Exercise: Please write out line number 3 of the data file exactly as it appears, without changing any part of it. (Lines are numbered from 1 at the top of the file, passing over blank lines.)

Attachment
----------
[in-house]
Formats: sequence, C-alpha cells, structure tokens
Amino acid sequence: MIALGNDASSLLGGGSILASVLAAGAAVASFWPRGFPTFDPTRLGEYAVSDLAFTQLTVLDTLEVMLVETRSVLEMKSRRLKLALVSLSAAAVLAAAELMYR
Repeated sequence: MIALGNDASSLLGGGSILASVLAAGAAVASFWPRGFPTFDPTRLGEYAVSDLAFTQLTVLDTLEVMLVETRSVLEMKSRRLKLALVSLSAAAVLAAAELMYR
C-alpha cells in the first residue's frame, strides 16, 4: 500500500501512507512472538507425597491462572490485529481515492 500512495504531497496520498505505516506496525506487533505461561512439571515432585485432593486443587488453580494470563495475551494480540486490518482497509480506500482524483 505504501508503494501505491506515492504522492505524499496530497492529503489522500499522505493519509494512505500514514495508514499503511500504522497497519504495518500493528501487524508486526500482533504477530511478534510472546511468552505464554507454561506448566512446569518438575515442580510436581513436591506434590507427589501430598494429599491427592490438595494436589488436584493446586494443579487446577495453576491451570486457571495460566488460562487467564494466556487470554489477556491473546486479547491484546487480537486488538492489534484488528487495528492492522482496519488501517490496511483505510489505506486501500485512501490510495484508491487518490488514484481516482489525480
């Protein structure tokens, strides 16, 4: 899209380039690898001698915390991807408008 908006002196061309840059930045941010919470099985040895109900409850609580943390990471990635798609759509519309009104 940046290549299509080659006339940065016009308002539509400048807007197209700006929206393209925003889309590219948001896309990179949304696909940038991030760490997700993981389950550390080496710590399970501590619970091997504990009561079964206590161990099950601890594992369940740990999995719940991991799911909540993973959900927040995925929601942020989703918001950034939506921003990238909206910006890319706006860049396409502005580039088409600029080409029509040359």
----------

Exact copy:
Amino acid sequence: MIALGNDASSLLGGGSILASVLAAGAAVASFWPRGFPTFDPTRLGEYAVSDLAFTQLTVLDTLEVMLVETRSVLEMKSRRLKLALVSLSAAAVLAAAELMYR